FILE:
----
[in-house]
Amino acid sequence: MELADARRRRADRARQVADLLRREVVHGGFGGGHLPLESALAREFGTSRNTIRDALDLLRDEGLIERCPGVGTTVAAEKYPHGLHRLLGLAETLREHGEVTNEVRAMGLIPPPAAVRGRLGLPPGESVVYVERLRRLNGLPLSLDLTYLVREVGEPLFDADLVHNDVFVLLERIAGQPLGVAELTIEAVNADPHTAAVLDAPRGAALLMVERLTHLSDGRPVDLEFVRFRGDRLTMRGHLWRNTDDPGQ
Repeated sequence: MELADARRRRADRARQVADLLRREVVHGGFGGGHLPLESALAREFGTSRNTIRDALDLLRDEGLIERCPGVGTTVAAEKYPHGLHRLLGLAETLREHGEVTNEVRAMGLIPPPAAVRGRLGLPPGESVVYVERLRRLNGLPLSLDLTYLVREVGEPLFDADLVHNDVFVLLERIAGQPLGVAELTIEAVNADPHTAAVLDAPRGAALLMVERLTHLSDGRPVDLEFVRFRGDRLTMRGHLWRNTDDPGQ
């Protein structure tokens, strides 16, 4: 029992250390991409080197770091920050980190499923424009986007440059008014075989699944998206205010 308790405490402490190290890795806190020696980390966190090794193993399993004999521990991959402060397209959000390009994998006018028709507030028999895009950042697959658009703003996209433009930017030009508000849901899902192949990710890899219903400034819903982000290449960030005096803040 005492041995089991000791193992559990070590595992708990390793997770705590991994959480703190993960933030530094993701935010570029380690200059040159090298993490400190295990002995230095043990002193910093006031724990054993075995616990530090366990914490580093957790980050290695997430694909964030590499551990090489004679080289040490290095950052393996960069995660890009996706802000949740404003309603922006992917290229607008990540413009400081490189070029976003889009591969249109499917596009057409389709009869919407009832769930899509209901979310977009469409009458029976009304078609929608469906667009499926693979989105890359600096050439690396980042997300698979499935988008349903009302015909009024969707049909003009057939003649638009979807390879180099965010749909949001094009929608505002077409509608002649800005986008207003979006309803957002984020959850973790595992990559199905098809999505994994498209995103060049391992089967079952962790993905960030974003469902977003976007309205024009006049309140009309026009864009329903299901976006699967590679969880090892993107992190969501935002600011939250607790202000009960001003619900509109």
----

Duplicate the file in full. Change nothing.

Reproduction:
[in-house]
Amino acid sequence: MELADARRRRADRARQVADLLRREVVHGGFGGGHLPLESALAREFGTSRNTIRDALDLLRDEGLIERCPGVGTTVAAEKYPHGLHRLLGLAETLREHGEVTNEVRAMGLIPPPAAVRGRLGLPPGESVVYVERLRRLNGLPLSLDLTYLVREVGEPLFDADLVHNDVFVLLERIAGQPLGVAELTIEAVNADPHTAAVLDAPRGAALLMVERLTHLSDGRPVDLEFVRFRGDRLTMRGHLWRNTDDPGQ
Repeated sequence: MELADARRRRADRARQVADLLRREVVHGGFGGGHLPLESALAREFGTSRNTIRDALDLLRDEGLIERCPGVGTTVAAEKYPHGLHRLLGLAETLREHGEVTNEVRAMGLIPPPAAVRGRLGLPPGESVVYVERLRRLNGLPLSLDLTYLVREVGEPLFDADLVHNDVFVLLERIAGQPLGVAELTIEAVNADPHTAAVLDAPRGAALLMVERLTHLSDGRPVDLEFVRFRGDRLTMRGHLWRNTDDPGQ
């Protein structure tokens, strides 16, 4: 029992250390991409080197770091920050980190499923424009986007440059008014075989699944998206205010 308790405490402490190290890795806190020696980390966190090794193993399993004999521990991959402060397209959000390009994998006018028709507030028999895009950042697959658009703003996209433009930017030009508000849901899902192949990710890899219903400034819903982000290449960030005096803040 005492041995089991000791193992559990070590595992708990390793997770705590991994959480703190993960933030530094993701935010570029380690200059040159090298993490400190295990002995230095043990002193910093006031724990054993075995616990530090366990914490580093957790980050290695997430694909964030590499551990090489004679080289040490290095950052393996960069995660890009996706802000949740404003309603922006992917290229607008990540413009400081490189070029976003889009591969249109499917596009057409389709009869919407009832769930899509209901979310977009469409009458029976009304078609929608469906667009499926693979989105890359600096050439690396980042997300698979499935988008349903009302015909009024969707049909003009057939003649638009979807390879180099965010749909949001094009929608505002077409509608002649800005986008207003979006309803957002984020959850973790595992990559199905098809999505994994498209995103060049391992089967079952962790993905960030974003469902977003976007309205024009006049309140009309026009864009329903299901976006699967590679969880090892993107992190969501935002600011939250607790202000009960001003619900509109």